Previously conducted smaller RCTs in the UK have found no evidence of a difference in mortality, rebleeding and the requirement of surgery.20 21 However, a 2014 Cochrane systematic review and meta-analysis of RCTs comparing TXA with placebo for AUGIB estimated large reductions in all-cause mortality, with a pooled risk ratio (RR) of 0.6 (95% CI 0.42 to 0.87) across eight studies with 1701 participants.22 However, the mortality benefit of TXA was uncertain when excluding trials with a high risk of bias. For this reason, the authors concluded that TXA cannot be recommended for routine clinical practice. An updated systematic review and meta-analysis found similar findings, with a RR of 0.59 (95% CI 0.43 to 0.82), and also concluded that high-quality RCTs were needed.23

TXA is not currently recommended within UK guidelines for AUGIB or ALGIB.24 National Institute for Health and Care Excellence (NICE) guidelines for AUGIB refer to limited evidence of an effect of TXA on mortality, but do not include recommendations for TXA in the absence of UK marketing authorisation for this indication. Similarly, guidelines from the British Society of Gastroenterology state that the mortality benefit of TXA is uncertain when excluding trials with a low risk of bias, suggesting recommendations are made following the HALT-IT trial.25

The HALT-IT trial (NCT01658124) was a large multinational RCT that compared TXA versus placebo, in addition to current practice, in 11 937 people with AGIB.19 The trial protocol has also been published.26 The trial did not find evidence that TXA significantly reduces any of the key outcome measures, such as death due to bleeding within 5 days of randomisation (RR 0.99, 95% CI 0.82 to 1.18) or all-cause mortality (RR 1.03, 95% CI 0.92 to 1.16). This means by default, even if relatively inexpensive, TXA is unlikely to represent value for money in this indication. However, there is still a need to perform an economic evaluation based on the HALT-IT results, in order to establish the level of uncertainty about this conclusion and to assess the extent to which only including the results from the systematic review would have impacted the cost-effectiveness estimates. The full results of the HALT-IT trial, including the economic results, are available in a separate National Institute of Health Research report.27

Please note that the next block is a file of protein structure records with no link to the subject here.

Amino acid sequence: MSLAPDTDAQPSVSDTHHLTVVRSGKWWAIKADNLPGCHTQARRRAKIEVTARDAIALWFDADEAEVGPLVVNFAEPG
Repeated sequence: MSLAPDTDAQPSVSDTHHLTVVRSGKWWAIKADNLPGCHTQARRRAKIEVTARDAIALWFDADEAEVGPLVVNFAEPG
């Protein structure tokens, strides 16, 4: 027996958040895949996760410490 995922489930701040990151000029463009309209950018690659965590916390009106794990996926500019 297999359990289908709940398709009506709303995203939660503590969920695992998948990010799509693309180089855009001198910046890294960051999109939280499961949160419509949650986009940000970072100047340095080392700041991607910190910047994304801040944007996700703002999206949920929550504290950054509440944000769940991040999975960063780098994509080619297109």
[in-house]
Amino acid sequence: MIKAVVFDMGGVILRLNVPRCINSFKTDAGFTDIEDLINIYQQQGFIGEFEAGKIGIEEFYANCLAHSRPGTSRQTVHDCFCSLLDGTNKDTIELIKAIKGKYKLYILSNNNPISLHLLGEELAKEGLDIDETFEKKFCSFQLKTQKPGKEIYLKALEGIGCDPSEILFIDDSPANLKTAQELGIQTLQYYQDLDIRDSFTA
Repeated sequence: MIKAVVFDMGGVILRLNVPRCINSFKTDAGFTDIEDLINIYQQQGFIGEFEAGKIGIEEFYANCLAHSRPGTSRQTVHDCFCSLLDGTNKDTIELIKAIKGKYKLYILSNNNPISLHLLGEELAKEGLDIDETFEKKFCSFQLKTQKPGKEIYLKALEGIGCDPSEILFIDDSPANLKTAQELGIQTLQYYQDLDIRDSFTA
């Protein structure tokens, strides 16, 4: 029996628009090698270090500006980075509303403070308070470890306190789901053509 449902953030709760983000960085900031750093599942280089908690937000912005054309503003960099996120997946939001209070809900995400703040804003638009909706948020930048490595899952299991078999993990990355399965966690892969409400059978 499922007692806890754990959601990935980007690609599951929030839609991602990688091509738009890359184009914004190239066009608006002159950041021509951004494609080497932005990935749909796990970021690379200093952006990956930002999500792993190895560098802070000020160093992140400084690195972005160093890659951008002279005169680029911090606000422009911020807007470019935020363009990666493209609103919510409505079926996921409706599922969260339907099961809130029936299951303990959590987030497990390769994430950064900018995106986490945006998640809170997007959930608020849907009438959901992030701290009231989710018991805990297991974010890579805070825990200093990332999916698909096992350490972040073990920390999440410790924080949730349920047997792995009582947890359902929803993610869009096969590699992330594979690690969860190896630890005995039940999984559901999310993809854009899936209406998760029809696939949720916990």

The base case economic analysis assessed the cost-effectiveness of treating patients identified as sustaining an AGIB with TXA versus no-TXA, in addition to current practice, using estimates of treatment effect from the HALT-IT trial. In line with NICE guidelines for health technology appraisals, a cost-effectiveness model was developed in Microsoft Excel and was analysed over a lifetime time horizon, from a UK National Health Service (NHS) health service perspective.28 All costs are reported in 2021 Great British pounds, with costs inflated using an NHS cost inflation index.29 Health outcomes were assessed as life years (LYs), and quality-adjusted life years (QALYs). All future costs and health outcomes were discounted at 3.5% per annum, as per NICE guidance.28 We report the results as incremental cost-effectiveness ratios (ICERs) by dividing the incremental costs by the incremental outcomes. We also report results using incremental net monetary benefits (INMBs), by converting incremental outcomes in monetary values based on the willingness-to-pay threshold, and then subtracting the incremental costs. This means that positive INMB represents a cost-effective scenario, while a negative INMB does not. A willingness-to-pay threshold of £20 000 per QALY has been used to determine cost-effectiveness, in line with NICEs Technology Appraisals recommendations.28